• Analysis of high-frequency supply data for oil tankers

    Analysis of high-frequency supply data for oil tankers

    Using unique daily spatial data for vessel employment, analyze how regional freight rate changes are driven by supply and demand, and whether the specifications and operator of a ship matters for its attractiveness in the market.

    Supervisor: Roar Ådland.

  • Small city logistics

    Small city logistics

    Urban population growth is driving an increase in the amount of freight that goes into and out of cities. That growth poses an increasing challenge to freight transportation in smaller compact cities with difficult topology, which is typical for most Norwegian cities and numerous cities abroad.

    This transportation challenge is exacerbated by phenomena such as an increase in internet trade, the demand for fast delivery, and a reduction in the ownership of private cars in the city centre which could be used for shopping. The result is an increase in the total volume of freight, and more critically, in the total number of deliveries, normally managed by a large variety of transportation companies.

    Unless planned for and regulated, a consequence might be increased traffic, with enhanced energy consumption, that competes for available space and may affect living conditions for a growing urban population.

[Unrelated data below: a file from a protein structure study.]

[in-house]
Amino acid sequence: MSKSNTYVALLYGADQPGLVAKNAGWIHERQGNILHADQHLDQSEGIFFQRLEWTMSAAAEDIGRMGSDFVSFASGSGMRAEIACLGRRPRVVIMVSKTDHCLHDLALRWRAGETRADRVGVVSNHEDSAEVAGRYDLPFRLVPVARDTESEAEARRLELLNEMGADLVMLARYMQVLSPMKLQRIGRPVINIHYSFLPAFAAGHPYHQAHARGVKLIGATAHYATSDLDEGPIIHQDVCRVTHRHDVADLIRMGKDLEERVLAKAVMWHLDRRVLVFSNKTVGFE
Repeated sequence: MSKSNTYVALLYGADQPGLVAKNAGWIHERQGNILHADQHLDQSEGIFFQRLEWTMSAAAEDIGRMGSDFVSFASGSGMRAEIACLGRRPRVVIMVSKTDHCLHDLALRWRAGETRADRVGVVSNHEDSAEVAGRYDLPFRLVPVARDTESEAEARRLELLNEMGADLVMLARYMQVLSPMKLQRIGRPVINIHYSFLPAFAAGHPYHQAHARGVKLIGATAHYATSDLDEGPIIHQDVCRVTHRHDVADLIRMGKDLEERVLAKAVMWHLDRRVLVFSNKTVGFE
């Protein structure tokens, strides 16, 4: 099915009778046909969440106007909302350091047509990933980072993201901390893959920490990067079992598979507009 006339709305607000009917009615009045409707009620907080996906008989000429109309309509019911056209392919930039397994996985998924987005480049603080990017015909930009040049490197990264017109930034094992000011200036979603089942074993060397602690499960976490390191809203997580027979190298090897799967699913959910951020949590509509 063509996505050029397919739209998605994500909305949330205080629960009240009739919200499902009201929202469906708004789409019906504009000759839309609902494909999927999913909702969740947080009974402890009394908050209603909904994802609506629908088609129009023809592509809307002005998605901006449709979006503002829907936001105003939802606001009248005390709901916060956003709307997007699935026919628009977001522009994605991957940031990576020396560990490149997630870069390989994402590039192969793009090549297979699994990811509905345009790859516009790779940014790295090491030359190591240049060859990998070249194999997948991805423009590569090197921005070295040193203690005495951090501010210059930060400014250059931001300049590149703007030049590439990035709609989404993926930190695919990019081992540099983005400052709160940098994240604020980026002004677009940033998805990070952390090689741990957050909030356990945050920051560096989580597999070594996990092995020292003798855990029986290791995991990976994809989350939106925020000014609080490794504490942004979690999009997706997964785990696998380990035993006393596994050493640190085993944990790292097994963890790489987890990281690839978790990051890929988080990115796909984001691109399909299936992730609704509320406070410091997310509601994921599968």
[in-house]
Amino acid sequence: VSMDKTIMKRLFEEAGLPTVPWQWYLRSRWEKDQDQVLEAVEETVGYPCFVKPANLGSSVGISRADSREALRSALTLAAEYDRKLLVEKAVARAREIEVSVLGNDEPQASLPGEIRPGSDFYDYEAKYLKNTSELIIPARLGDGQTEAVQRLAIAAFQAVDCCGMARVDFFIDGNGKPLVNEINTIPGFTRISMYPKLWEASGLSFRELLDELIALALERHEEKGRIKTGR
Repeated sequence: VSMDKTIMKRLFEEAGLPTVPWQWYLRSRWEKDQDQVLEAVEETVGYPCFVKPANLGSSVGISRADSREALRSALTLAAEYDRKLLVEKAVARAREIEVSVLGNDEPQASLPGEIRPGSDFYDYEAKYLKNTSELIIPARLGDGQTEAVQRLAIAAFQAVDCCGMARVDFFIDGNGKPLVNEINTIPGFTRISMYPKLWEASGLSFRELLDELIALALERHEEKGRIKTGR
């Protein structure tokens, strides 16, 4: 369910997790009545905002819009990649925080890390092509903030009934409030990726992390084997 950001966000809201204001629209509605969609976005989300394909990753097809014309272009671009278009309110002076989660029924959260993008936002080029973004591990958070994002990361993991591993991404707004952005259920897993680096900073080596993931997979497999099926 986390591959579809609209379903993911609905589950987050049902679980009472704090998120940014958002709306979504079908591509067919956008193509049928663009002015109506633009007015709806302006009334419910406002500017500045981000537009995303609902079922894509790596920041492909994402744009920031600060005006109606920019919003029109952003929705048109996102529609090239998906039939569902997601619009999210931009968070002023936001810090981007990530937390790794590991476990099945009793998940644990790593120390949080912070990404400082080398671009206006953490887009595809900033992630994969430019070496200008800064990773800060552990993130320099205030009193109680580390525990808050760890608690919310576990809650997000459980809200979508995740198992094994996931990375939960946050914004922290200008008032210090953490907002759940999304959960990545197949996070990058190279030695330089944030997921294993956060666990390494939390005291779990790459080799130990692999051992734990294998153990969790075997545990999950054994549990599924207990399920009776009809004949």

This project will study small city logistics, with a focus on Bergen, to find the options available for the authorities, business models for a better city logistics setup, as well as mathematical modeling. Will be done in cooperation with the City of Bergen, Vestland County, Bergen Chamber of Commerce and Centre for Climate and Energy Transformation (CET) at The University of Bergen. The project can be qualitative as well as quantitative.

    The project is funded by the Research Council of Norway, and we offer two project grants of NOK 25,000.

    Possible supervisors: Stein W. Wallace, Julio C. Goez or Mario Guajardo.

  • How will autonomous vessels change the operations in the shipping industry (including deep-sea shipping, short-sea shipping and local waterway transport)?

    How will autonomous vessels change the operations in the shipping industry (including deep-sea shipping, short-sea shipping and local waterway transport)?

    Background